Jeb Bush is borrowing from his big brother’s playbook again — this time on same sex marriage. In an interview with “The Brody File” this weekend, Jeb said he doesn’t believe in a constitutional right to marriage equality. He also doubled down on Indiana’s discriminatory RFRA laws, arguing that businesses should be able to decline serving gay weddings. At the same time, George W. was giving a speech on the same topic at Southern Methodist University’s graduation ceremony, sounding not so different from his little brother.
Jeb has already been under fire for his failure to distance himself from W. on the disastrous Iraq War. With the brothers’ parallel rhetoric on allowing for discrimination based on sexual orientation, we have to wonder — are George and Jeb just siblings, or are they twins?
Former Florida governor Jeb Bush reiterated in a new interview that he doesn’t believe that same-sex marriage is a constitutional right.
“It’s at the core of the Catholic faith, and to imagine how we are going to succeed in our country unless we have committed family life, a committed child-centered family system, is hard to imagine,” he said. “So, irrespective of the Supreme Court ruling — because they are going to decide whatever they decide, I don’t know what they are going to do — we need to be stalwart supporters of traditional marriage.”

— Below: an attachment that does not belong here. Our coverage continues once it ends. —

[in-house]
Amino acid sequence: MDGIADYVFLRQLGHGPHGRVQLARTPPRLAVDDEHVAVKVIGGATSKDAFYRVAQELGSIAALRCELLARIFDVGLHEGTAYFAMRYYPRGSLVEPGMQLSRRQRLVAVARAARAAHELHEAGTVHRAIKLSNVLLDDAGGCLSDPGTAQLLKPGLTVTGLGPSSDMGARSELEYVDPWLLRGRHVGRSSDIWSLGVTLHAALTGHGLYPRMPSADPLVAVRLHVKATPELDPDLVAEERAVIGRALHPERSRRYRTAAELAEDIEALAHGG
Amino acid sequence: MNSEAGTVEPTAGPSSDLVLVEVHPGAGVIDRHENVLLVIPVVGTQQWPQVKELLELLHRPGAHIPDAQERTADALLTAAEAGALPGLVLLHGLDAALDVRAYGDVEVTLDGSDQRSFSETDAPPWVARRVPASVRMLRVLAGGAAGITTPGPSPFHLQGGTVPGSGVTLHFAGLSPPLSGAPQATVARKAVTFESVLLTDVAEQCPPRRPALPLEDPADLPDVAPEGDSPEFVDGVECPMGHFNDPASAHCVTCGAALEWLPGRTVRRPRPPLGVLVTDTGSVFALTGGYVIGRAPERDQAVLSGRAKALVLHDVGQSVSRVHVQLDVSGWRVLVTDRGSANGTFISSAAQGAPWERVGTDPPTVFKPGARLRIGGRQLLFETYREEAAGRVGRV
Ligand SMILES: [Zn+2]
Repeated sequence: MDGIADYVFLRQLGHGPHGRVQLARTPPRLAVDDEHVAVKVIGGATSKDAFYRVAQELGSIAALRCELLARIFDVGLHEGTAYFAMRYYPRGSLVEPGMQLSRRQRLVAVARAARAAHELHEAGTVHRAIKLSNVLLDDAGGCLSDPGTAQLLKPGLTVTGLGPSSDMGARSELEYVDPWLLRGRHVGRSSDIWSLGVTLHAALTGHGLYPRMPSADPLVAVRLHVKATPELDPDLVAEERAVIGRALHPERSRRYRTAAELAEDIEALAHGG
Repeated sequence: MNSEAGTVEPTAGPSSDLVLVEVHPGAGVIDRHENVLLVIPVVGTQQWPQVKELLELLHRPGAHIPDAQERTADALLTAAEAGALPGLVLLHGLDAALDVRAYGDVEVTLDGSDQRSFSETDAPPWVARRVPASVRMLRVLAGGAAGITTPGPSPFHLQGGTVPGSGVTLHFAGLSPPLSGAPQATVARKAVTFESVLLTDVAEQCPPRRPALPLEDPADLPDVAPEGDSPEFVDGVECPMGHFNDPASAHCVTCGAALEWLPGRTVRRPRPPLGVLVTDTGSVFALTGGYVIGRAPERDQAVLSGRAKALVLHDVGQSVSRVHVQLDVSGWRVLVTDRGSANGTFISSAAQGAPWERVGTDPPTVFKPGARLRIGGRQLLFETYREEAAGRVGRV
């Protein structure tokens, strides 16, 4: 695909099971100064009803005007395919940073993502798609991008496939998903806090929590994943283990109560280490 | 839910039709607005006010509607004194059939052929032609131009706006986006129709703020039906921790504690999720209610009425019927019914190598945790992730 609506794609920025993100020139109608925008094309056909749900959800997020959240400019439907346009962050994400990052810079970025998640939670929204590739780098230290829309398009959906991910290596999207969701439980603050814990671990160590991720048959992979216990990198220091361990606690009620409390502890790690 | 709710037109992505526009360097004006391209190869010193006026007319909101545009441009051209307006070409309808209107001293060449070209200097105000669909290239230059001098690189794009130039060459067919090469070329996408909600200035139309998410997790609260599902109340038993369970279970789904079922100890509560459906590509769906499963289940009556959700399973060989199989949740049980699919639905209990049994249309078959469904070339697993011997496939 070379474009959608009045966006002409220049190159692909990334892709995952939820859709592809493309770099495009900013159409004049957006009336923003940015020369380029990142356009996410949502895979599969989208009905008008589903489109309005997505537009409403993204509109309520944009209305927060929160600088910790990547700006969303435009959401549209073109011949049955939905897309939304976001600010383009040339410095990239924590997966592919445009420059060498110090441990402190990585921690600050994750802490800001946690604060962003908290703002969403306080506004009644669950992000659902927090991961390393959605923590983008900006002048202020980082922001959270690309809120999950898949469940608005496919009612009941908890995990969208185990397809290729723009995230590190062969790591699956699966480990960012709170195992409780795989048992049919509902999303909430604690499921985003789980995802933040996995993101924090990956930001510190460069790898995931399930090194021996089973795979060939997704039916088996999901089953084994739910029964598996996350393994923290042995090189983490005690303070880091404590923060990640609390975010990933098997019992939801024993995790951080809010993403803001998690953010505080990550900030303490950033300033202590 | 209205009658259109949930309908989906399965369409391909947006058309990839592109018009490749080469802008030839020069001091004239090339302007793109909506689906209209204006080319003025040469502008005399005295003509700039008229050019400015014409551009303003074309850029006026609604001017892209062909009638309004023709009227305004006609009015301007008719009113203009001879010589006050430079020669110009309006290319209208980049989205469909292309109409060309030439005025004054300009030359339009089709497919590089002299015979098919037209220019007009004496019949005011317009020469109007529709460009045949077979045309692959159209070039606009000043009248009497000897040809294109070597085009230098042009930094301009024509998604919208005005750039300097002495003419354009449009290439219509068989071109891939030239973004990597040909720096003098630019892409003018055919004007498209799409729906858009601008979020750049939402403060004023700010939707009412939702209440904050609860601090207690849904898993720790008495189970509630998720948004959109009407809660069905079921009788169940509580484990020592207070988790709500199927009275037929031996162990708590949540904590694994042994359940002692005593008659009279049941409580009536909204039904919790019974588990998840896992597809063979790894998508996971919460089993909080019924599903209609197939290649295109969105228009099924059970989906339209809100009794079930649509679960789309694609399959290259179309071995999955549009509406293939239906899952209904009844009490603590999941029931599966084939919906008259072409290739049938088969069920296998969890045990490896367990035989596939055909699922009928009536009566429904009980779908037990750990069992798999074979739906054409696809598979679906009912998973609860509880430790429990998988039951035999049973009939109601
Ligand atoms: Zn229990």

Likely Republican presidential candidate Jeb Bush said that Christian business owners should not have to provide services for gay weddings if it goes against their religious beliefs.
“Yes, absolutely, if it’s based on a religious belief,” he said when asked by the Christian Broadcasting Network in an interview Saturday if businesses should be able to decline services to same-sex weddings.
The former Florida governor justified his position by claiming that not providing a service does not count as discrimination if business owners feel that it violates their religious rights.
“It is essential to this nation’s future that we remember that the freedom to worship who we want, and how we want — or not to worship at all — is a core belief of our founding.”
His comments come amid a renewed national debate about so-called religious liberty laws that critics say will allow businesses to discriminate against gay, lesbian, bisexual and transgender customers.
Published: May 18, 2015